Skip to content

Predator Breeding & Keeping Industry – South Africa

This is an excerpt from an article written by Dr Louise de Waal of Blood Lions and published online by Conservation Action Trust on 03 March, 2020

Blood Lions Campaign

The Blood Lions goal is to bring an end to canned hunting and the exploitative breeding of lions and other predators on farms across South Africa. The multiple award-winning Blood Lions® feature documentary premiered in 2015. At the same time the Blood Lions Campaign was launched to create global awareness around the captive predator breeding, canned hunting and lion bone industries, as well as the related exploitative wildlife interactive tourism practices.

Captive Predator Population

South Africa is one of the only African countries that allows the breeding and keeping of predators in captivity for commercial purposes, including lions, cheetahs, leopards, caracals, servals, as well as exotic species such as tigers, jaguars, pumas and even ligers (crossbreed between lion and tiger).

In July 2019, the Minister of Environment, Forestry & Fisheries (DEFF) stated in response to Parliamentary questions that there are 366 captive facilities registered in South Africa in terms of the National Environmental Management: Biodiversity Act, 2004 (NEMBA): Threatened or Protected Species Regulations, 2007 (TOPS) holding a total of 7,979 lions in captivity.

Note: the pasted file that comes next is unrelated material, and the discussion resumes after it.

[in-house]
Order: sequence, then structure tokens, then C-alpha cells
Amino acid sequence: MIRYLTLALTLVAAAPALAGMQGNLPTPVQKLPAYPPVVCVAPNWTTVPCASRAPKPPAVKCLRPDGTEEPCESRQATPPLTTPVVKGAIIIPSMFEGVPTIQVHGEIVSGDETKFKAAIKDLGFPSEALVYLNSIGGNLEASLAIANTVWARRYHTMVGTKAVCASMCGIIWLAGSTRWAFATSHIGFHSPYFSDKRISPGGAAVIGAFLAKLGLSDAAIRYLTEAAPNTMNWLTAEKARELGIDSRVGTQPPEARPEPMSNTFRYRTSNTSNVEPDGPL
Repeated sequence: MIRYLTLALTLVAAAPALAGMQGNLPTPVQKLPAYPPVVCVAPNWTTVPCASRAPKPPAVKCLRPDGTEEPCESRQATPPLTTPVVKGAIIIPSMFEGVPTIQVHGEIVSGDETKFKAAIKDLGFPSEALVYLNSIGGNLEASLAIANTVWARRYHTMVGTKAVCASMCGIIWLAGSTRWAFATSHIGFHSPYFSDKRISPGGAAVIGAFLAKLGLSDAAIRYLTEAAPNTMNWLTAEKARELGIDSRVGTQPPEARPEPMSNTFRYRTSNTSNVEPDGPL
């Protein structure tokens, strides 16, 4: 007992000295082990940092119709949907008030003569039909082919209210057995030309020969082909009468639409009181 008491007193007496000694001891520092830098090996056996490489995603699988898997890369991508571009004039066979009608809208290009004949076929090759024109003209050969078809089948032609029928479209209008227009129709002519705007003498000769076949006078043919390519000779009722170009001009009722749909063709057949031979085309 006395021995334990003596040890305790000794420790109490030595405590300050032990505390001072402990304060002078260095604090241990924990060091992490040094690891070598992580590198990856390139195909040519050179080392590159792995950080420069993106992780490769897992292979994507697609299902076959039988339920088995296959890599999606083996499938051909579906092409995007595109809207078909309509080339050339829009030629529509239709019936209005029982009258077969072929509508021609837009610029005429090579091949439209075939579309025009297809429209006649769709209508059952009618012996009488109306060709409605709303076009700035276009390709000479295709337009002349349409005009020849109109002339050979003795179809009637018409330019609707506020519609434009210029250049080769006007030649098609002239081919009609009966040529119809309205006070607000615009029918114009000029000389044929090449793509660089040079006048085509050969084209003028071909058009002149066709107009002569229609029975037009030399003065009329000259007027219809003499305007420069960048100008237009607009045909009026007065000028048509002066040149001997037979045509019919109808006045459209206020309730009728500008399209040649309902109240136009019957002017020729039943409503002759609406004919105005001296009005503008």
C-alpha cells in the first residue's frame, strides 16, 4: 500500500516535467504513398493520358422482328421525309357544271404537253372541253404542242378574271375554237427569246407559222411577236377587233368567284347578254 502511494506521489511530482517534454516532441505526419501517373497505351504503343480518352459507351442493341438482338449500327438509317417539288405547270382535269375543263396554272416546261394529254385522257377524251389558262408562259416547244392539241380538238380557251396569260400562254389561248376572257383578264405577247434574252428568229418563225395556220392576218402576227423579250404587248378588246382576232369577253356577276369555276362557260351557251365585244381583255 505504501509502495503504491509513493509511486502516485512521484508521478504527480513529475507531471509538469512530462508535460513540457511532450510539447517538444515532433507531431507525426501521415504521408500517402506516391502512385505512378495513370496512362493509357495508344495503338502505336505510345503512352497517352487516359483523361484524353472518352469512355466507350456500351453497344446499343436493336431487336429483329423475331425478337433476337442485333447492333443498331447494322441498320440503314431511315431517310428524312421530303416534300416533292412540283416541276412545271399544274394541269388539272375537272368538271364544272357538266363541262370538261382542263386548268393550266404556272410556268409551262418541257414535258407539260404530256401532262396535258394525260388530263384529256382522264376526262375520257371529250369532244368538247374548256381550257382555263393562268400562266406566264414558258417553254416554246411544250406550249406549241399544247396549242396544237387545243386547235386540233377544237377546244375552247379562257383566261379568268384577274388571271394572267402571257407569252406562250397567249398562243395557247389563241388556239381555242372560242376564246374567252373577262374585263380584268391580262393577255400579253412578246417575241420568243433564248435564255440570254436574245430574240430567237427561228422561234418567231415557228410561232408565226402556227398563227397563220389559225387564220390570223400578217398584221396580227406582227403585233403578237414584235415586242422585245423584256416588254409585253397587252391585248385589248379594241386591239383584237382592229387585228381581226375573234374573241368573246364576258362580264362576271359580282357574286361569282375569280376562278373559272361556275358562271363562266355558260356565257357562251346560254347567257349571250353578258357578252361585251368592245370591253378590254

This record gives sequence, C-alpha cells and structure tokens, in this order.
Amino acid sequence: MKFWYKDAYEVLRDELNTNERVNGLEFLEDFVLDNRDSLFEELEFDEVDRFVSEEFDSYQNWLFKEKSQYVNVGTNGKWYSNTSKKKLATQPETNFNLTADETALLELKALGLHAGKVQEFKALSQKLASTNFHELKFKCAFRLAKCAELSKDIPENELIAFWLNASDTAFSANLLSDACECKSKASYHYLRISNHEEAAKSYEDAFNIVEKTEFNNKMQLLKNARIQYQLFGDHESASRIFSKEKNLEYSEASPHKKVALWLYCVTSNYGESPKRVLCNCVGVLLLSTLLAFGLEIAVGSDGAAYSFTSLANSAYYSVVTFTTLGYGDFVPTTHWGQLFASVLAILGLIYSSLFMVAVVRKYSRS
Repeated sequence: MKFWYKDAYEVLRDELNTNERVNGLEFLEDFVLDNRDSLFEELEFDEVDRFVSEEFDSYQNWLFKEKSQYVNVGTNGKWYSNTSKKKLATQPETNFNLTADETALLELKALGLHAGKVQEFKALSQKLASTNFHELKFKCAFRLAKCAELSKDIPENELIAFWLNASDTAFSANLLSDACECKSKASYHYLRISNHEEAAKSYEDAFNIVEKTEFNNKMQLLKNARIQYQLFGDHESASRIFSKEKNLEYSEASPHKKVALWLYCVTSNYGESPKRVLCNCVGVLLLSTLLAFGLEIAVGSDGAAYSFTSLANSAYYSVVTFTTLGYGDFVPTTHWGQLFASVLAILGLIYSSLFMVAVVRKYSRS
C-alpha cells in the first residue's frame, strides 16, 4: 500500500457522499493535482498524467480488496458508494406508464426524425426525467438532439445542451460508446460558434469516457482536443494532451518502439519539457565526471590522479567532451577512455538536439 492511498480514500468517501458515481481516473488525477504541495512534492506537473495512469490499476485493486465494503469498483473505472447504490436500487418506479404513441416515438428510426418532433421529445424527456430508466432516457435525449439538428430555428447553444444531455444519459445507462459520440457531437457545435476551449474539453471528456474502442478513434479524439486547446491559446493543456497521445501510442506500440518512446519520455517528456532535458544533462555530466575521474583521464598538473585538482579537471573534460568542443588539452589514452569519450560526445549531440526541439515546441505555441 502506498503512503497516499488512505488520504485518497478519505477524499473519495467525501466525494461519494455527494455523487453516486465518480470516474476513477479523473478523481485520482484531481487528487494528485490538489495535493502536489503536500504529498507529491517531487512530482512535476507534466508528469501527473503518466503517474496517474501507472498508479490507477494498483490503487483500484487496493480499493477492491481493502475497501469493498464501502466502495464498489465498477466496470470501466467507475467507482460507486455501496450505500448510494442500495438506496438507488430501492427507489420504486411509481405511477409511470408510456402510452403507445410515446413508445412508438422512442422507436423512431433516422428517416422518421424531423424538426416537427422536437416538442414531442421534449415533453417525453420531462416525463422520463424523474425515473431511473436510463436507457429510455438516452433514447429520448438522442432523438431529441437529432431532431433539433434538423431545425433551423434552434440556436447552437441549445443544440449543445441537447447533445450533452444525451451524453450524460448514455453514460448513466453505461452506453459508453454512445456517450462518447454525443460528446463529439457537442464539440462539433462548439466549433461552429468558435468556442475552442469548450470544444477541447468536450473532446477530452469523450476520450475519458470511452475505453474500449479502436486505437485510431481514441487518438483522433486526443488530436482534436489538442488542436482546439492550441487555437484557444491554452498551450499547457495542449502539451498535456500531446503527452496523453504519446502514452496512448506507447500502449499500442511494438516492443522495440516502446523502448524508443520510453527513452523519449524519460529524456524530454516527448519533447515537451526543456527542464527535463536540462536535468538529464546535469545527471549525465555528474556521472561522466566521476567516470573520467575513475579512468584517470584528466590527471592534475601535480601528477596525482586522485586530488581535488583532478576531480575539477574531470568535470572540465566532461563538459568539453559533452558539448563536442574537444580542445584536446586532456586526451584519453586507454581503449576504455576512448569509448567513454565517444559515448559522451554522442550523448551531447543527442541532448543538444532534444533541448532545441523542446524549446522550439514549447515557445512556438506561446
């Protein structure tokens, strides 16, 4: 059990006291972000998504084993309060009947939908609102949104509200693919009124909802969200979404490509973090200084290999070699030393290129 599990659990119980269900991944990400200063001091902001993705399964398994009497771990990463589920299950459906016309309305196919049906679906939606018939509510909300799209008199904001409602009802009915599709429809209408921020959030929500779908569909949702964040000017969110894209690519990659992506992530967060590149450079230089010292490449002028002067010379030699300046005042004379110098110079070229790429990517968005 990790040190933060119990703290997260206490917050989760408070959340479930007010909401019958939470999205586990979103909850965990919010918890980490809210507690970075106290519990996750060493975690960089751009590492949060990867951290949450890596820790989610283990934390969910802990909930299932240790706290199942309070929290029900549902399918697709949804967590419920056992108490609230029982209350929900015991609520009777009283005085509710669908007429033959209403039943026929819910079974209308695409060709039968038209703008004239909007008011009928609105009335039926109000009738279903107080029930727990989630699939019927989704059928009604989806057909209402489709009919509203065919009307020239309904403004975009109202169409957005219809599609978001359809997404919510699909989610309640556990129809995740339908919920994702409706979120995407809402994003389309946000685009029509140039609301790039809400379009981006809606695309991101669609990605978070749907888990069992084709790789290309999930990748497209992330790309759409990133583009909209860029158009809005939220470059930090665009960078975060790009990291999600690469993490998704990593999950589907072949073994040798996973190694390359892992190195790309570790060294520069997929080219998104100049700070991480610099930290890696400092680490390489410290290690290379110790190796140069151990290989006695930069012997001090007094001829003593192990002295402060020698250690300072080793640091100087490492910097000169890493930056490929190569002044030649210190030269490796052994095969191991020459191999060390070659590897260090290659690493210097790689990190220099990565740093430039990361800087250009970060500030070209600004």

Blood Lions believes that the captive predator population is highly underestimated. The captive lion population may be as high as 15,000 lions with 1,000s of other big cats that are bred and kept in captivity, including an estimated 800 – 1,000 cheetahs and 1,000 – 1,500 tigers. A large proportion of the captive predator facility are based in the North West and Free State provinces.

Read More: